High-performance teams are robust, resilient, know each other’s weaknesses and strengths, trust each other, have clarity of purpose, and play as a coordinated whole. Knowing what needs to be done is not always obvious. As the information travels down a conventional organizational chart, motivation and contextual awareness become more limited and specific, but more distant for the organization’s overall strategy. Without complete situational awareness and purpose, each team member would act as an independent entity. A dream team of stars does not always win a championship just because they have the best players, but a high-performance team without stars but with a clear goal is to be feared. Now more than ever when everything changes so quickly and information is abundant, having the best people and being the best at something is not enough. Being part of a team that can perform in complex environments and is protected by overarching organizational methodology, namely systems of work to monitor, control, and redirect, is the real key for success.
Leadership is of paramount importance in a high-performance team. As Fred Kofman, philosopher and vice president at LinkedIn argues, “Leadership is the process through which a person elicits other people's internal commitment to a shared vision. Leadership is, therefore, inspirational. Leaders inspire what managers cannot incentivize: People giving the best of themselves. In an organization, it looks like all the members are following the leader. That is not the case. All members are trying to manifest to the vision, the leader is simply the one closest to it.”
In a real team, we are all leaders of ourselves and follow a mission, living the values and the norms. This is in line with Google’s quest for the perfect team, where after intense data collection for several years, the researchers came to the conclusion that in the best teams, members listen to one another and show sensitivity to feelings and needs.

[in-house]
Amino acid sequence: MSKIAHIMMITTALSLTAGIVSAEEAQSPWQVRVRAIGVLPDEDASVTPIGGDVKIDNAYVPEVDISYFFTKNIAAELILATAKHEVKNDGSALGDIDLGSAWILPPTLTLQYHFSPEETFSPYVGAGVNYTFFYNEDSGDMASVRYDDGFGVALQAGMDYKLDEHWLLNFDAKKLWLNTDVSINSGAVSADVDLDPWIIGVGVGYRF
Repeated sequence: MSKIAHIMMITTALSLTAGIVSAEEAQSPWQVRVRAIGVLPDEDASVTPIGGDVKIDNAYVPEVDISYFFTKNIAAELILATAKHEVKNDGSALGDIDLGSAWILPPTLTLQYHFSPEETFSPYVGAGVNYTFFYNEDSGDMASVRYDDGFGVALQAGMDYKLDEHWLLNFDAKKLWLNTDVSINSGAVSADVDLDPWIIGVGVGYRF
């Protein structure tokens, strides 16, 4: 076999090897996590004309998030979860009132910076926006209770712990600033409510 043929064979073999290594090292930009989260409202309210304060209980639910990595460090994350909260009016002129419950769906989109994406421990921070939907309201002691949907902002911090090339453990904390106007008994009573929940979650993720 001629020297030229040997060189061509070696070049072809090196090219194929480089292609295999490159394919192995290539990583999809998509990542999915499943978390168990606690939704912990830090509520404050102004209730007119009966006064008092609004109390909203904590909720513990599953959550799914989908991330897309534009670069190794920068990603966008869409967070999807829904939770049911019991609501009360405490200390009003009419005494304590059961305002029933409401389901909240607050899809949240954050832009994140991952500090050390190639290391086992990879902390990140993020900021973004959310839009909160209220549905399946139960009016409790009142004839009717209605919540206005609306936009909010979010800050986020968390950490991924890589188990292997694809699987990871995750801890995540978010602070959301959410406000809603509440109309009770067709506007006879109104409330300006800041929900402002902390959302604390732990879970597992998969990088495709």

The shift in thinking about teams and the way we work is also tangible at several companies at the edge of technology. Stripe, the fast-growing payments company, is experimenting with a new recruitment approach which invites teams, instead of just individuals, to apply for jobs. Small teams, between two to five people, collectively email their resumes, outlining details of how they know each other and work together. Team members are then taken through the hiring process together, with group and individual interviews on the same day, and at least one interview with a defined challenge to be tackled as a collective. If an offer is made, it will be extended to all team members, and they will continue working as a unit. A blog post on Stripe’s website states: “The industry has always focused on hiring atoms; we’d like to try hiring molecules.” While this approach is not advertised, complex projects within the industry hire for teams, not just for individual capabilities.